Writing About Literature: Drafting Body Paragraphs

Contributor: Melissa Kowalski. Lesson ID: 12880

You've got a topic to write about, but you want to make sure it makes sense and is easy to read. An introduction without a proper body is like introducing The Invisible Man: there's nothing there!

categories

Writing

subject
English / Language Arts
learning style
Visual
personality style
Beaver
Grade Level
Middle School (6-8)
Lesson Type
Dig Deeper

Lesson Plan - Get It!

Audio:

When you hear a speaker, that speaker is introduced before the speech, not during or after. The speaker spends more time preparing the speech than the introduction. It's the content that gives the speech its value and validates the speaker. Learn how that applies to writing your essay!

You may have heard of the lyrics from the Rogers and Hammerstein song, "Do Re Mi," that say, "Let's start at the very beginning . . . a very good place to start."

"But wait," you think. "This lesson is supposed to be about writing body paragraphs and I haven't written my introduction yet." You are correct — you haven't started writing your introduction paragraph, and that is because it can be easier to start writing a paper by writing the body paragraphs FIRST!

There are no rules that say you have to start writing a paper with the introduction and write the paper from beginning to end in order. Some writers are comfortable with starting a paper at the beginning, and others find it intimidating. Just remember that there is no one correct way to write a paper, and every paper you write doesn't have to be written in the same way. However, for this series, you will practice writing the body paragraphs first, so whether you discover that you enjoy this technique or don't find it productive for your writing style, at least you will have had the opportunity to try a different way of writing.

So why are we starting with the body paragraphs? The answer is simple: you developed all the information you need for them in the previous Literary Response Paper lesson, found under Related Lessons in the right-hand sidebar. Your cluster chart contains all the information you need to write your body paragraphs. Therefore, you have specific information about which you can write, so you don't have to worry about staring at a blank screen or page wondering what to write first.


Before you begin drafting your body paragraphs, it's important to understand the components that body paragraphs in a literary response paper should have. As you read through the parts of a body paragraph for a literary response paper, take notes on these elements. The components are:

  • transition
  • topic sentence
  • explanation of the topic sentence
  • example(s) to illustrate the topic
  • explanation of examples
  • summary sentence

Transition The beginning of a body paragraph should start with a transition word or phrase. This helps the reader move from the previous paragraph to the new paragraph. The writer is leaving a sign-post that the topic is changing. Transitions might include numbers such as "First," "Second," and "Third," or prepositional words or phrases such as "Next," "After," "During," "Before," "In all," etc.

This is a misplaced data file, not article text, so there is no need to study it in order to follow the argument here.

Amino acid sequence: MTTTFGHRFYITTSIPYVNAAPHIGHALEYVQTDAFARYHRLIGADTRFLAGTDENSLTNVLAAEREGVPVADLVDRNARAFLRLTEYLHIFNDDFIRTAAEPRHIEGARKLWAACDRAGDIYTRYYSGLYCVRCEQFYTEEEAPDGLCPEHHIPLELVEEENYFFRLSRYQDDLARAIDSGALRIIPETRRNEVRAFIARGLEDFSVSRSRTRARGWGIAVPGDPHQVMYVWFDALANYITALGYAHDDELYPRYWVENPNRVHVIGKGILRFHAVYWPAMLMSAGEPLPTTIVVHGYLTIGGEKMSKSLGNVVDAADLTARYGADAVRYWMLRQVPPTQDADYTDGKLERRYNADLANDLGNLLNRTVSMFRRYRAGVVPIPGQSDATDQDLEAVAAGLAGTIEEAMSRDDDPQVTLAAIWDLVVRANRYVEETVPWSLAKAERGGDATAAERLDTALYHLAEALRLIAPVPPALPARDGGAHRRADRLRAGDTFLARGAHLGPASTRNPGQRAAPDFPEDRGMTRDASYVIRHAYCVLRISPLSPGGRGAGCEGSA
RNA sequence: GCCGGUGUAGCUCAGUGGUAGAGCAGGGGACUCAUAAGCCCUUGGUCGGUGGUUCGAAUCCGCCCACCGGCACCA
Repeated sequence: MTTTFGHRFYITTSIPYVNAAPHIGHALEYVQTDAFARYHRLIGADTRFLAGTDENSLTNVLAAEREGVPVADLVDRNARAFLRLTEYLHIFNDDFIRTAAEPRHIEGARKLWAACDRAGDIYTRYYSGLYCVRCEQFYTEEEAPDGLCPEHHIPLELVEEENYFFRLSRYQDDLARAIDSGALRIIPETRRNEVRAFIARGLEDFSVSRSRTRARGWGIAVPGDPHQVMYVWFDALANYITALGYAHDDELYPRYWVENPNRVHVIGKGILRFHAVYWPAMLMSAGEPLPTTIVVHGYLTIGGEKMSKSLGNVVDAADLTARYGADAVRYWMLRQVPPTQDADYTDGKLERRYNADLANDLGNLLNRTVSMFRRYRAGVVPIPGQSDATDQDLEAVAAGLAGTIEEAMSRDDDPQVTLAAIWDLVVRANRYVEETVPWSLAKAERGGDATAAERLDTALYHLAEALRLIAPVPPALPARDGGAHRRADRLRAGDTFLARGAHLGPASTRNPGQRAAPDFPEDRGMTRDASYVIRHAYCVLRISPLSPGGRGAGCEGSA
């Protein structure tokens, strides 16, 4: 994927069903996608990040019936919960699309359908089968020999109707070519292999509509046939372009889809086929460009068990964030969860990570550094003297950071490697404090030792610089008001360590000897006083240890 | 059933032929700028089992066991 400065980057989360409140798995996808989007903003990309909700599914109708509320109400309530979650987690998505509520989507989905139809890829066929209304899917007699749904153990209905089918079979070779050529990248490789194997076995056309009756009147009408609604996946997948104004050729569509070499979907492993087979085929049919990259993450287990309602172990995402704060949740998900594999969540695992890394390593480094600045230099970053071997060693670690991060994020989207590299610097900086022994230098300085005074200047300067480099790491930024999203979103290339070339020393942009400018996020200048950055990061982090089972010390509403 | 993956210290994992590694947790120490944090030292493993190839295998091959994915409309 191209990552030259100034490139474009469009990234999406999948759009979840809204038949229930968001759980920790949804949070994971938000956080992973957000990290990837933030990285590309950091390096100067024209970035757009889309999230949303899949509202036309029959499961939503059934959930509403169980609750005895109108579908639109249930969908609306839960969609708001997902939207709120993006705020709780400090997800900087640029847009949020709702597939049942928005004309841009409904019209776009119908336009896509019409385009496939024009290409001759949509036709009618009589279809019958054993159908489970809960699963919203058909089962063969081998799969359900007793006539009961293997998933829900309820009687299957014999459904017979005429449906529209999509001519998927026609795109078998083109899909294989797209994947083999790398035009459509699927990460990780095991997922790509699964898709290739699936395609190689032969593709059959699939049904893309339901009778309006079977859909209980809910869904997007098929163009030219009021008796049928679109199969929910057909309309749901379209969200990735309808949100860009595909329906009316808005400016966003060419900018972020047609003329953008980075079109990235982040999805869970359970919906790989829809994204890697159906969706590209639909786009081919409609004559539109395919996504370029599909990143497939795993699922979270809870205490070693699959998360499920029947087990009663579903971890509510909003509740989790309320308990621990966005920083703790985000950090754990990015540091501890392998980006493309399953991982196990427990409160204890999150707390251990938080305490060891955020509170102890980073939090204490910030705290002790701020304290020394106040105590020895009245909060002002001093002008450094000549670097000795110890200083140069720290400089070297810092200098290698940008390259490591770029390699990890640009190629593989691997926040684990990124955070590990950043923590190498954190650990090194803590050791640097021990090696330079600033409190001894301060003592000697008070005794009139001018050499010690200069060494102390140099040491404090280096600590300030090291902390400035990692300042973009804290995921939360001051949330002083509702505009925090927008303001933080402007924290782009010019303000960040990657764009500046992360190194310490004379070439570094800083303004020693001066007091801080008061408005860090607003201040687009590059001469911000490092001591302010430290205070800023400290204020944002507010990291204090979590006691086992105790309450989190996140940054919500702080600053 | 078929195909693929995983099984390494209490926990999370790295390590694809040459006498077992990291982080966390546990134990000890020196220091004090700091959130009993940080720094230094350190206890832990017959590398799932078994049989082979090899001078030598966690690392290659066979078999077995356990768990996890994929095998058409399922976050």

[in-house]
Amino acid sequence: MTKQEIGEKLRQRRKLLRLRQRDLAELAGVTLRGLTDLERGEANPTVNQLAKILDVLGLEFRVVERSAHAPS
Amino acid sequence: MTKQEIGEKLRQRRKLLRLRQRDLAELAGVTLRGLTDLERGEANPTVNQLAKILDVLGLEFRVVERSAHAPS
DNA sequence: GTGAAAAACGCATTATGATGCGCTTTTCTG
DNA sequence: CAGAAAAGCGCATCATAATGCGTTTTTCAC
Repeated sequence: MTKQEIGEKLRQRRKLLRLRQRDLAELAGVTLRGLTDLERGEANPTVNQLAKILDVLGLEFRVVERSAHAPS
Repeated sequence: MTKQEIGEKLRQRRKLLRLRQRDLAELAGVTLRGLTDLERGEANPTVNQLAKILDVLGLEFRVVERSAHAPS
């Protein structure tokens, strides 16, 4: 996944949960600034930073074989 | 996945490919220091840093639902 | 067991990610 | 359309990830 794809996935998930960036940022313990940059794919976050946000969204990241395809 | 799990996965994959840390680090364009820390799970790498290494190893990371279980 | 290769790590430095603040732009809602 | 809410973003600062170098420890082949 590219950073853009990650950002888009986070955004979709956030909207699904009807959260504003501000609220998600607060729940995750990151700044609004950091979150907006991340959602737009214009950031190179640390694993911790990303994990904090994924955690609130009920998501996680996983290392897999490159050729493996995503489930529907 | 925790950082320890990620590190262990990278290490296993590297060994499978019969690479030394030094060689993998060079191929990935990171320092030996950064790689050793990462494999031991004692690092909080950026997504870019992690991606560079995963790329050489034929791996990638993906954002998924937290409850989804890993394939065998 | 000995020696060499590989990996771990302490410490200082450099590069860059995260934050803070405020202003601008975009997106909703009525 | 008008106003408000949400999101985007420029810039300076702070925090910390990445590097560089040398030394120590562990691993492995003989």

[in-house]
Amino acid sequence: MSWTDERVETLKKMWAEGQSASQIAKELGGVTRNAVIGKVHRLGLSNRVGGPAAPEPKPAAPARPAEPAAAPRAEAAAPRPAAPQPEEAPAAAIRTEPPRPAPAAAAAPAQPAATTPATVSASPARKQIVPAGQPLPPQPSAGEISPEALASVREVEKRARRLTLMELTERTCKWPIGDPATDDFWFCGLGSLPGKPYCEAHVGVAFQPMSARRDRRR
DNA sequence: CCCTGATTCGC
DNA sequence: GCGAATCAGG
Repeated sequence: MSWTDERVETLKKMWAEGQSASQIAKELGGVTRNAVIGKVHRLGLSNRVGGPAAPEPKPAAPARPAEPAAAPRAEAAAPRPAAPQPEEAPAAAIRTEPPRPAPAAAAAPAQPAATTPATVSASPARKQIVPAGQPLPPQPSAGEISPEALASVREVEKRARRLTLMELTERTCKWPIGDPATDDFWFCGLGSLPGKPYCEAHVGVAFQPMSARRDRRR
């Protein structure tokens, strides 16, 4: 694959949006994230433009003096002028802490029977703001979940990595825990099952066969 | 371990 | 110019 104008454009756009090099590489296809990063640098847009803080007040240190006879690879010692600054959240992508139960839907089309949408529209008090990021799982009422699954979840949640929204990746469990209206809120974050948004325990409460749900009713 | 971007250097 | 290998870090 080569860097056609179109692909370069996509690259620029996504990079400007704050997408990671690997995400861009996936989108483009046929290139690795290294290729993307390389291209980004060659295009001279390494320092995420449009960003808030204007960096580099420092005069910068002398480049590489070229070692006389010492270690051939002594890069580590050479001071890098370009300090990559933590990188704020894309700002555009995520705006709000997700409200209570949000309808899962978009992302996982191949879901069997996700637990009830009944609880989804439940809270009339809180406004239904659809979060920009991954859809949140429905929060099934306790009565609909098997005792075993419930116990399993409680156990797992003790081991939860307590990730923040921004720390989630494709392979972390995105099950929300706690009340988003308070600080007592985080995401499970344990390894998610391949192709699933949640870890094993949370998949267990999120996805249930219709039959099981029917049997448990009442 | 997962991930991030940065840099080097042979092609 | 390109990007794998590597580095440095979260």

Topic sentence The topic sentence could be part of the first sentence where the transition is used or it might be in a second sentence. It is placed at the beginning of the paragraph to inform the reader of the paragraph's focus. A strong body paragraph will only have one focus because it helps keep the paper's material organized and helps the reader better understand what he or she is reading.

Explanation of topic sentence This is a sentence, or a few sentences, in the writer's own words that describes the topic more fully. A simple topic might only need a sentence of explanation, but a more complex topic might need more description in the writer's own words to fully explain the topic to the reader. This description is a general explanation of the topic. It is the writer's job to make sure a reader understands a topic, so always add as much explanation as you can.

Example(s) to illustrate topic This is a sentence, or a few sentences, that provides the specific example(s) from the text that prove the claim the topic the paragraph is making. A paragraph should include one or two examples, depending on the depth of explanation needed for each example. This is where direct quotes should be included in the paragraph. Be as specific as you can when choosing examples so the reader understands them if he or she has not read the text on which you are writing.

Explanation of examples It is not enough to simply include examples. A writer must explain how the examples support the paragraph's topic. A writer can't assume that a reader will interpret an idea in the way that a writer intends, so to make sure a reader understands the point and can see the connection between the example(s) and the paragraph's topic, the writer has to explain in a sentence or a few sentences what the connection is.

Summary sentence A paragraph should end with a summary sentence to conclude and recap the main idea of the paragraph. Think of it as a mini-conclusion to the paragraph. You wouldn't end an essay without a conclusion paragraph, so you don't want to end a paragraph without a conclusion sentence.

A body paragraph should be at least five to seven sentences in length, but it can be longer if it takes more sentences to set up or explain the examples.


Now that you have read about the parts of a body paragraph for a literary response paper, some of them might already be familiar to you.

  • Discuss with your parent or teacher which components you've used in writing before and which ones are new to you.
  • Why do you think it's important to include the examples after you explain the topic in a body paragraph?

When you've discussed these issues, move on to the Got It? section to practice decoding a paragraph.

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